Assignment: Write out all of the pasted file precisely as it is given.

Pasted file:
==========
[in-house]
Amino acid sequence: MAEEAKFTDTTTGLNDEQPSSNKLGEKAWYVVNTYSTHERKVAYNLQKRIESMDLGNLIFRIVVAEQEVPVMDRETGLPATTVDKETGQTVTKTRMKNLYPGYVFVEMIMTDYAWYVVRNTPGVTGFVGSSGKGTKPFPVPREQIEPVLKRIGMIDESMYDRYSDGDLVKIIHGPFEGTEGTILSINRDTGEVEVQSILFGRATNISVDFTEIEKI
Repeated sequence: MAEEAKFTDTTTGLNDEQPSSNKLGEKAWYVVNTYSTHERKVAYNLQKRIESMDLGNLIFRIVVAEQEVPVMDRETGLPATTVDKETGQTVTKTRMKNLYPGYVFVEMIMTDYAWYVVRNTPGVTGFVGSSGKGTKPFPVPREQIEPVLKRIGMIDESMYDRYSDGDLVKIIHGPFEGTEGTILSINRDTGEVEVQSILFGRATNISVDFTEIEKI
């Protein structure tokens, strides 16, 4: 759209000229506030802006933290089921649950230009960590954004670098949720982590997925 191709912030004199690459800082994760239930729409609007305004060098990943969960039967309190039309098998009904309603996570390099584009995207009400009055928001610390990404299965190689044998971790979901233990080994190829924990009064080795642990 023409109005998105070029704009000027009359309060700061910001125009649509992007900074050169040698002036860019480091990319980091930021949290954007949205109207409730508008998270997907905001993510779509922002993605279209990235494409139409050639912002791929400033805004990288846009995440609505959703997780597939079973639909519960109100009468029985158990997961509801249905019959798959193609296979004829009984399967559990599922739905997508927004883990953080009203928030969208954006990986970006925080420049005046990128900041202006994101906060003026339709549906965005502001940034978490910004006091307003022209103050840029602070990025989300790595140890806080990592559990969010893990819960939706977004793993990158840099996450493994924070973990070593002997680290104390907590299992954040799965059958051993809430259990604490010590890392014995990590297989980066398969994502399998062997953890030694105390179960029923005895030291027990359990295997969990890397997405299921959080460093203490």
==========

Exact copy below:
[in-house]
Amino acid sequence: MAEEAKFTDTTTGLNDEQPSSNKLGEKAWYVVNTYSTHERKVAYNLQKRIESMDLGNLIFRIVVAEQEVPVMDRETGLPATTVDKETGQTVTKTRMKNLYPGYVFVEMIMTDYAWYVVRNTPGVTGFVGSSGKGTKPFPVPREQIEPVLKRIGMIDESMYDRYSDGDLVKIIHGPFEGTEGTILSINRDTGEVEVQSILFGRATNISVDFTEIEKI
Repeated sequence: MAEEAKFTDTTTGLNDEQPSSNKLGEKAWYVVNTYSTHERKVAYNLQKRIESMDLGNLIFRIVVAEQEVPVMDRETGLPATTVDKETGQTVTKTRMKNLYPGYVFVEMIMTDYAWYVVRNTPGVTGFVGSSGKGTKPFPVPREQIEPVLKRIGMIDESMYDRYSDGDLVKIIHGPFEGTEGTILSINRDTGEVEVQSILFGRATNISVDFTEIEKI
């Protein structure tokens, strides 16, 4: 759209000229506030802006933290089921649950230009960590954004670098949720982590997925 191709912030004199690459800082994760239930729409609007305004060098990943969960039967309190039309098998009904309603996570390099584009995207009400009055928001610390990404299965190689044998971790979901233990080994190829924990009064080795642990 023409109005998105070029704009000027009359309060700061910001125009649509992007900074050169040698002036860019480091990319980091930021949290954007949205109207409730508008998270997907905001993510779509922002993605279209990235494409139409050639912002791929400033805004990288846009995440609505959703997780597939079973639909519960109100009468029985158990997961509801249905019959798959193609296979004829009984399967559990599922739905997508927004883990953080009203928030969208954006990986970006925080420049005046990128900041202006994101906060003026339709549906965005502001940034978490910004006091307003022209103050840029602070990025989300790595140890806080990592559990969010893990819960939706977004793993990158840099996450493994924070973990070593002997680290104390907590299992954040799965059958051993809430259990604490010590890392014995990590297989980066398969994502399998062997953890030694105390179960029923005895030291027990359990295997969990890397997405299921959080460093203490």